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Organic foods are a smart priority for personal and environmental health. However, buying organic food can be an expensive endeavor. Luckily, there are budget-friendly strategies you can try to help you save money.
The term “organic” refers to the way agricultural items are grown and processed. In the United States, certified organic crops must be grown without using any of the following:
Organic livestock raised for meat, eggs, and dairy products must adhere to the following rules:
Not only do organic foods prohibit pesticides, GMOs, antibiotics, and other potential harmful additives, it’s also fresher because it often does not contain preservatives that make it last longer. Organic food is also better for the environment; organic farming (without pesticides) is better for nearby animals and people who live close to farms.
For consumers, food items deemed “organic” should be labeled clearly with a USDA organic seal. Be aware of items labeled “organic,” “green,” or “Earth-friendly” that do not have the USDA seal; this usually means that they do not meet the standards/regulations set by the USDA to be considered certified organic.
Even with the clear benefits to your health and the environment, organic food has a reputation of being more expensive than conventional food, but this is starting to change as more and more people are becoming aware of where their food is coming from and trying to support the local farmers. More options are becoming available to consumers to shop organic without emptying your wallet.
With a little planning and ingenuity, you can eat organic on a budget. Here are some cost-saving strategies for incorporating more organic foods into your diet without breaking the bank.
It isn’t necessary to purchase every single item as organic. A more budget-friendly option would be to prioritize your spending on the foods you care most about and the foods that come highly recommended for buying organic.
In fact, the Environmental Working Group, a nonprofit organization that analyzes the results of government pesticide testing in the U.S., has compiled a list called the “dirty dozen,” that identifies food with the highest level of pesticide residue. This list is a great starting place for spending money on organic items due to the large amount of pesticides associated with them:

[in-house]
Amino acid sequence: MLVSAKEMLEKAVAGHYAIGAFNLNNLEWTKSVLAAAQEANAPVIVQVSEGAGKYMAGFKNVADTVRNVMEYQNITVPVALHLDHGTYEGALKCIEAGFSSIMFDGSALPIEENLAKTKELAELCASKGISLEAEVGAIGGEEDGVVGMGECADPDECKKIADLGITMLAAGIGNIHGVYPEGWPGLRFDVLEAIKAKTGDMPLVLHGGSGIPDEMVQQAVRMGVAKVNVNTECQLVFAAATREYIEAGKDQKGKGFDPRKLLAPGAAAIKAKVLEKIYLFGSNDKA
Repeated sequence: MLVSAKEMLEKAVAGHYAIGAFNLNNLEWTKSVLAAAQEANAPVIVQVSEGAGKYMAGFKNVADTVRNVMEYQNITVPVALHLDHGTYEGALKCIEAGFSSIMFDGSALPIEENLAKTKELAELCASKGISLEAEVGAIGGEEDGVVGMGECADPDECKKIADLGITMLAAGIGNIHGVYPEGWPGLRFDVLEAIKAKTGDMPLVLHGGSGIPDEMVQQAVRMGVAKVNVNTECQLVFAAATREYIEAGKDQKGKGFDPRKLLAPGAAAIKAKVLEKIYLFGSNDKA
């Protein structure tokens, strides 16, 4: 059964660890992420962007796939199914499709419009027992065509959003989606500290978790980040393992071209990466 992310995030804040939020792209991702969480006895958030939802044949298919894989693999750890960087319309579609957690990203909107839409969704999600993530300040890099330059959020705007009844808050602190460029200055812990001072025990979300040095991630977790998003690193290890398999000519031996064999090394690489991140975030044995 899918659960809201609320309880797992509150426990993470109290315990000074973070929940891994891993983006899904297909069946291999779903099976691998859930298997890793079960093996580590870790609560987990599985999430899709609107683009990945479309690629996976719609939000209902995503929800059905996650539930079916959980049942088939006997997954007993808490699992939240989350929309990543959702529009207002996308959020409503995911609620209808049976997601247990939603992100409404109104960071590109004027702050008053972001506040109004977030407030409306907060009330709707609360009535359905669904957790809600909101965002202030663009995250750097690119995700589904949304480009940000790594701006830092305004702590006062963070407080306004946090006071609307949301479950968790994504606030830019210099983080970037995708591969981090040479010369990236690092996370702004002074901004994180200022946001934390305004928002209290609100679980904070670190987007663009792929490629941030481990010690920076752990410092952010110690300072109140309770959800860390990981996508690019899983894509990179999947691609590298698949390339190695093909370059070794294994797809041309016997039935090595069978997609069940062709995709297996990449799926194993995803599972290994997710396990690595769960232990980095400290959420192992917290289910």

The Environmental Working Group also has an expanded “dirty dozen” list—the dirty dozen plus—that includes additional items to consider buying organic.
In addition, the Environmental Work Group also has a list of the least pesticide-covered vegetables and fruits, the “clean fifteen.” If you are looking to cut costs, then these fruits and vegetables are the best non-organic produce items to buy if you can’t go all-the-way organic:
As a general rule, anything that has a thick or tough rind such as melons, oranges, and bananas are OK to purchase conventional, but if you will be eating the skin, lean toward organic.
Produce is cheaper when it is in season for two reasons. First, it doesn't need to be shipped from across the world and stored. Second, it will be a lot more abundant. When you shop in season, the food will also taste better and be more nutritious—an added bonus!
If you are unsure what is in season where you live, check out this excellent resource as a guide when shopping.
If you don’t have time to visit a farmers’ market during the week, consider signing up for a Community-Supported Agriculture (CSA) box, which allows you to buy a box full of produce items from a farmer. The box is usually delivered to you via mail, but you can also pick it up at a central meeting location. You can even share a CSA box with a friend or family member to cut down on costs.